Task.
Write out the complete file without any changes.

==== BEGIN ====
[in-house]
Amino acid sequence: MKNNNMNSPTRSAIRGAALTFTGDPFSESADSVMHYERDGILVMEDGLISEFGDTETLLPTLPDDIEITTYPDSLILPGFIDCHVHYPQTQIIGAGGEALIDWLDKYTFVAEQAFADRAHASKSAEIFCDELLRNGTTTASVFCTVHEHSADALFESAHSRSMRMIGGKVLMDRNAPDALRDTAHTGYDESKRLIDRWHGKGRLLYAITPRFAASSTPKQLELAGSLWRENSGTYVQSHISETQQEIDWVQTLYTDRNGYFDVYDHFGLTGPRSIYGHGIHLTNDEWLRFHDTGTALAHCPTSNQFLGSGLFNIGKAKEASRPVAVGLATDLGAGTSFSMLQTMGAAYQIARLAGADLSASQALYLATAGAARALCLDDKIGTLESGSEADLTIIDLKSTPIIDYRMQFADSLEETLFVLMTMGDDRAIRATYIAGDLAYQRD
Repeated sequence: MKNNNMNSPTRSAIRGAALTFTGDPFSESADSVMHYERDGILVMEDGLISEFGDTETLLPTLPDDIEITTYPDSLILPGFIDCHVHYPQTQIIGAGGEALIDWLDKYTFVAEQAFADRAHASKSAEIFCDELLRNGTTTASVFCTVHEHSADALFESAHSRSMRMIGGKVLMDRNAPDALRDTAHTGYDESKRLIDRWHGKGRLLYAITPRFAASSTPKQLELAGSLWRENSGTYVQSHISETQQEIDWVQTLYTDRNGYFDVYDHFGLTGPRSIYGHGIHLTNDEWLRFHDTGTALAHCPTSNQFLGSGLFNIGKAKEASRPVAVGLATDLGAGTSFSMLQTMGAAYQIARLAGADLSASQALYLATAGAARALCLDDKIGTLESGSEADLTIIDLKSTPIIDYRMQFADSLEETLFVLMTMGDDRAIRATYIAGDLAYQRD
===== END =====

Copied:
[in-house]
Amino acid sequence: MKNNNMNSPTRSAIRGAALTFTGDPFSESADSVMHYERDGILVMEDGLISEFGDTETLLPTLPDDIEITTYPDSLILPGFIDCHVHYPQTQIIGAGGEALIDWLDKYTFVAEQAFADRAHASKSAEIFCDELLRNGTTTASVFCTVHEHSADALFESAHSRSMRMIGGKVLMDRNAPDALRDTAHTGYDESKRLIDRWHGKGRLLYAITPRFAASSTPKQLELAGSLWRENSGTYVQSHISETQQEIDWVQTLYTDRNGYFDVYDHFGLTGPRSIYGHGIHLTNDEWLRFHDTGTALAHCPTSNQFLGSGLFNIGKAKEASRPVAVGLATDLGAGTSFSMLQTMGAAYQIARLAGADLSASQALYLATAGAARALCLDDKIGTLESGSEADLTIIDLKSTPIIDYRMQFADSLEETLFVLMTMGDDRAIRATYIAGDLAYQRD
Repeated sequence: MKNNNMNSPTRSAIRGAALTFTGDPFSESADSVMHYERDGILVMEDGLISEFGDTETLLPTLPDDIEITTYPDSLILPGFIDCHVHYPQTQIIGAGGEALIDWLDKYTFVAEQAFADRAHASKSAEIFCDELLRNGTTTASVFCTVHEHSADALFESAHSRSMRMIGGKVLMDRNAPDALRDTAHTGYDESKRLIDRWHGKGRLLYAITPRFAASSTPKQLELAGSLWRENSGTYVQSHISETQQEIDWVQTLYTDRNGYFDVYDHFGLTGPRSIYGHGIHLTNDEWLRFHDTGTALAHCPTSNQFLGSGLFNIGKAKEASRPVAVGLATDLGAGTSFSMLQTMGAAYQIARLAGADLSASQALYLATAGAARALCLDDKIGTLESGSEADLTIIDLKSTPIIDYRMQFADSLEETLFVLMTMGDDRAIRATYIAGDLAYQRD